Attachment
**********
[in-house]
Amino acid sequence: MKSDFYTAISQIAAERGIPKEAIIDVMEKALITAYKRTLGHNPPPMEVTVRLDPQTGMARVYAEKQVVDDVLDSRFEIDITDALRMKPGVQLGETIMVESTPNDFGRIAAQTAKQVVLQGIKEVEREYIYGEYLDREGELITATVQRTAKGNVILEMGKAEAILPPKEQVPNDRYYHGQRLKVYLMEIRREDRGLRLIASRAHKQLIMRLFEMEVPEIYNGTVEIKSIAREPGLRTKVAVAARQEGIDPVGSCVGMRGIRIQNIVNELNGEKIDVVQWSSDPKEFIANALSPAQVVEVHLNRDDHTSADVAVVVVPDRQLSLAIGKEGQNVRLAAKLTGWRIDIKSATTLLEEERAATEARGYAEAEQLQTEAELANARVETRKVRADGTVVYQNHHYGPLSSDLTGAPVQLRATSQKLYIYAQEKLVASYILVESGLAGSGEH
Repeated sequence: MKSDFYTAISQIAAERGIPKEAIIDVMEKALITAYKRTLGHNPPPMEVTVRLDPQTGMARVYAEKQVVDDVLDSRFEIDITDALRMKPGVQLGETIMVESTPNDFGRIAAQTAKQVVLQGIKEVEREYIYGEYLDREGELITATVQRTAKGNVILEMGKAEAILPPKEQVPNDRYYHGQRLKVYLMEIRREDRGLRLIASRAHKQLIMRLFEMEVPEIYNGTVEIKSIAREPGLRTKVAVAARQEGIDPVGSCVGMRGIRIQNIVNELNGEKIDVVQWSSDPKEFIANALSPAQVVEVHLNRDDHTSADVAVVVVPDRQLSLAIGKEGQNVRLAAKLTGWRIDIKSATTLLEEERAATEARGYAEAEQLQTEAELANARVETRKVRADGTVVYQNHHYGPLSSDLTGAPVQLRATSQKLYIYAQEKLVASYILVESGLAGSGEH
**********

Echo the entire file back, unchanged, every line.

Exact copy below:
[in-house]
Amino acid sequence: MKSDFYTAISQIAAERGIPKEAIIDVMEKALITAYKRTLGHNPPPMEVTVRLDPQTGMARVYAEKQVVDDVLDSRFEIDITDALRMKPGVQLGETIMVESTPNDFGRIAAQTAKQVVLQGIKEVEREYIYGEYLDREGELITATVQRTAKGNVILEMGKAEAILPPKEQVPNDRYYHGQRLKVYLMEIRREDRGLRLIASRAHKQLIMRLFEMEVPEIYNGTVEIKSIAREPGLRTKVAVAARQEGIDPVGSCVGMRGIRIQNIVNELNGEKIDVVQWSSDPKEFIANALSPAQVVEVHLNRDDHTSADVAVVVVPDRQLSLAIGKEGQNVRLAAKLTGWRIDIKSATTLLEEERAATEARGYAEAEQLQTEAELANARVETRKVRADGTVVYQNHHYGPLSSDLTGAPVQLRATSQKLYIYAQEKLVASYILVESGLAGSGEH
Repeated sequence: MKSDFYTAISQIAAERGIPKEAIIDVMEKALITAYKRTLGHNPPPMEVTVRLDPQTGMARVYAEKQVVDDVLDSRFEIDITDALRMKPGVQLGETIMVESTPNDFGRIAAQTAKQVVLQGIKEVEREYIYGEYLDREGELITATVQRTAKGNVILEMGKAEAILPPKEQVPNDRYYHGQRLKVYLMEIRREDRGLRLIASRAHKQLIMRLFEMEVPEIYNGTVEIKSIAREPGLRTKVAVAARQEGIDPVGSCVGMRGIRIQNIVNELNGEKIDVVQWSSDPKEFIANALSPAQVVEVHLNRDDHTSADVAVVVVPDRQLSLAIGKEGQNVRLAAKLTGWRIDIKSATTLLEEERAATEARGYAEAEQLQTEAELANARVETRKVRADGTVVYQNHHYGPLSSDLTGAPVQLRATSQKLYIYAQEKLVASYILVESGLAGSGEH